Narrative and Propositional Theology

The topic of reflection today is the contrast sometimes made between narrative and propositional theology. My thought was simply this: If theological propositions (statements about God) are intended to be articulations of the teachings of Scripture, then they will always have a narrative context even if this is absent from their articulation. Furthermore their interrelatedness will always require an explication of this narrative context. 

This is so because the knowledge of God which comes to us through the Scriptures concerns God in his active engagement with creation in its history, we know God only as the one who concretely created, commissioned, blessed, liberated, judged, promised, etc. in past events. God’s character, who God is, is revealed in God’s actions, and the communication and understanding of actions always takes narrative form. Whenever we recount what has taken place we are telling a story.[1]

There is a sense then in which all Christian theology is narrative theology, because it is simply not possible to abstract talk of God from the story in which God is known. To do so will either result in an incomplete picture of God or, if it does attend to all aspects of the Scriptures testimony to God, as a collection of propositions it will nevertheless form a story when read together.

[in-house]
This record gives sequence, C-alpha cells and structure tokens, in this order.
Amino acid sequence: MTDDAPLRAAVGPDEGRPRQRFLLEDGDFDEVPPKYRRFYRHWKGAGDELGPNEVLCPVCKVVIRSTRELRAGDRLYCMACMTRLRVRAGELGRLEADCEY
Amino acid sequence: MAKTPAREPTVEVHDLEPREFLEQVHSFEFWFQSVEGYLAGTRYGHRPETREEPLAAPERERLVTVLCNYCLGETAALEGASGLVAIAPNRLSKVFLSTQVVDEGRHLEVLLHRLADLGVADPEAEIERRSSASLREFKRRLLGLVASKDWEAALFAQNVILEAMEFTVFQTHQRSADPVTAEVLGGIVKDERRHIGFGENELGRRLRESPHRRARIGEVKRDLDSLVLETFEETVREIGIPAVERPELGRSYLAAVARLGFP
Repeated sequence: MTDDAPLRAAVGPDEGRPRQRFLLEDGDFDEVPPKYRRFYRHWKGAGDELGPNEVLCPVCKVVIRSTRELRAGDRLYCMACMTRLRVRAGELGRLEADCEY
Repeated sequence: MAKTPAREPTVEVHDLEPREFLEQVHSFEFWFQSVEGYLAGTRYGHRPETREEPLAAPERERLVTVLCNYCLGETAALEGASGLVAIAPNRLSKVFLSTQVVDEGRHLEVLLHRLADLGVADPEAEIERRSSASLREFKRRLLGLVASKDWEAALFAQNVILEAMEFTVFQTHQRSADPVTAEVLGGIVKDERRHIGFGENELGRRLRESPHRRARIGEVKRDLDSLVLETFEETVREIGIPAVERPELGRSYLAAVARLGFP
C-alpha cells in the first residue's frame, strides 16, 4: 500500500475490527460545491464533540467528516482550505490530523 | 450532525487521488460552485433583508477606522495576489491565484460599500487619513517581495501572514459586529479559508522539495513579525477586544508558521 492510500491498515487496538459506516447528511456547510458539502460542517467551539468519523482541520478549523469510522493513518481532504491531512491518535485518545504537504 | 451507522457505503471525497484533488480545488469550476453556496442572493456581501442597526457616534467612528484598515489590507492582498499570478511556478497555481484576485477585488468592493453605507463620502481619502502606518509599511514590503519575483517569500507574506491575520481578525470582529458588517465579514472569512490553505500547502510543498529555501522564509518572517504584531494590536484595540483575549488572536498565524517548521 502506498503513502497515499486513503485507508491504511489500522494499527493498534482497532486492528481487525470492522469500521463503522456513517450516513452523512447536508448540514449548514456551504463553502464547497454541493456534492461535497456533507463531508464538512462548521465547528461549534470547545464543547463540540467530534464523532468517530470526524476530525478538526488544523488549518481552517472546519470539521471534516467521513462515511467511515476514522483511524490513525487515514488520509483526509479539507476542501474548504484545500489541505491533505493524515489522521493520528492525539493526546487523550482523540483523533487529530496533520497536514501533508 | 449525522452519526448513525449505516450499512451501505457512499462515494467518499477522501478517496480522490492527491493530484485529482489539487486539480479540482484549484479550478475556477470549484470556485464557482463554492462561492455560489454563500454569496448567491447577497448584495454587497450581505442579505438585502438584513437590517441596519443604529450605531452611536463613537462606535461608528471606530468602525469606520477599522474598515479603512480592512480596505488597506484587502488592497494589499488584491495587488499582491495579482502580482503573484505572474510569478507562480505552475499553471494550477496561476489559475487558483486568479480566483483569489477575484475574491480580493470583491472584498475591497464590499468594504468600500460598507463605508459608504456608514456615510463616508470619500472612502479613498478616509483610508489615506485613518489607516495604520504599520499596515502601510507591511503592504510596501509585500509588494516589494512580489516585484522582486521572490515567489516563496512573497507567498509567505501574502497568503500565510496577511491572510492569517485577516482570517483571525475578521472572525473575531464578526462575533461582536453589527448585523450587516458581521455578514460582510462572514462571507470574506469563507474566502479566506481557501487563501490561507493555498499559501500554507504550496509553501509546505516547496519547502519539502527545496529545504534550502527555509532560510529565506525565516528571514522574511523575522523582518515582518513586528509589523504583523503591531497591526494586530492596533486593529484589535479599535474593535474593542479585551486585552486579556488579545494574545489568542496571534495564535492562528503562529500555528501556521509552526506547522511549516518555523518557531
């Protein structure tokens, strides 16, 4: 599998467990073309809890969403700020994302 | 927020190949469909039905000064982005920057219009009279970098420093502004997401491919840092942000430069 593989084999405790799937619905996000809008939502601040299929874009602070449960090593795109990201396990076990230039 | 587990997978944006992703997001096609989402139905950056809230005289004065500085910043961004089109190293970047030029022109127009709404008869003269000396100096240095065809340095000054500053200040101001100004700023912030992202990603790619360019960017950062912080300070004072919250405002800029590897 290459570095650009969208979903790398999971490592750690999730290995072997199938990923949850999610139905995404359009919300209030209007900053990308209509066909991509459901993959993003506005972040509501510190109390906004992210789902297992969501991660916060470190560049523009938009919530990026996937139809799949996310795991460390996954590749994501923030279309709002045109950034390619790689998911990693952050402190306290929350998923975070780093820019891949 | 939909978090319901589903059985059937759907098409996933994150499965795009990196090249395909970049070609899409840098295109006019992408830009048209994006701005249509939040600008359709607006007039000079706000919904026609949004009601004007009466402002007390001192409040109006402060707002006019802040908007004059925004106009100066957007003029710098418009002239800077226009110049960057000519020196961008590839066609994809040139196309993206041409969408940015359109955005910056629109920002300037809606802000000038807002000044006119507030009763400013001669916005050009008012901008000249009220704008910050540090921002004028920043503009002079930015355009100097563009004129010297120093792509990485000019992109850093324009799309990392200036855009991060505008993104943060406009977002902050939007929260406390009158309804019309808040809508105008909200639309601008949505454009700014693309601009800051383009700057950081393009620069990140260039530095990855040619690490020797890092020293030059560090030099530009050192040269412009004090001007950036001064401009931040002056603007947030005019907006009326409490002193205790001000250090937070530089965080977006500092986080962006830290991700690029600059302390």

So I am uneasy about the dichotomy sometimes drawn between narrative and propositional ways of exploring/organizing our knowledge of God. Perhaps theology that has been characterized as propositional leaves the story in the background whereas theology that has been characterized as narrative brings the story to the foreground? I speak out of relative ignorance, having read little on the topic.

Regardless, any telling of the biblical story will use propositions and propositions must be grounded in the biblical story. Perhaps the real matter for concern is the question of what means of articulating the teachings of Scripture not only brings them out most clearly for our audience (and ourselves), but which is most fruitful in forming God’s people.[2] If as human beings we all “inhabit” a story and it is out of this story that our lives take their shape, then the renewing of our minds through the re-narrating of our world and ourselves is the most important task for theology. And to this belongs the Scriptures story of God’s redemptive mission.

Please share your thoughts…

[1] This says nothing about theology that seeks to move beyond the teaching of the Scriptures in asking fresh questions about God, such as those tackled in books on science and theology.

[2] We should not imagine that current models of propositional and narrative theologies are the only two options available.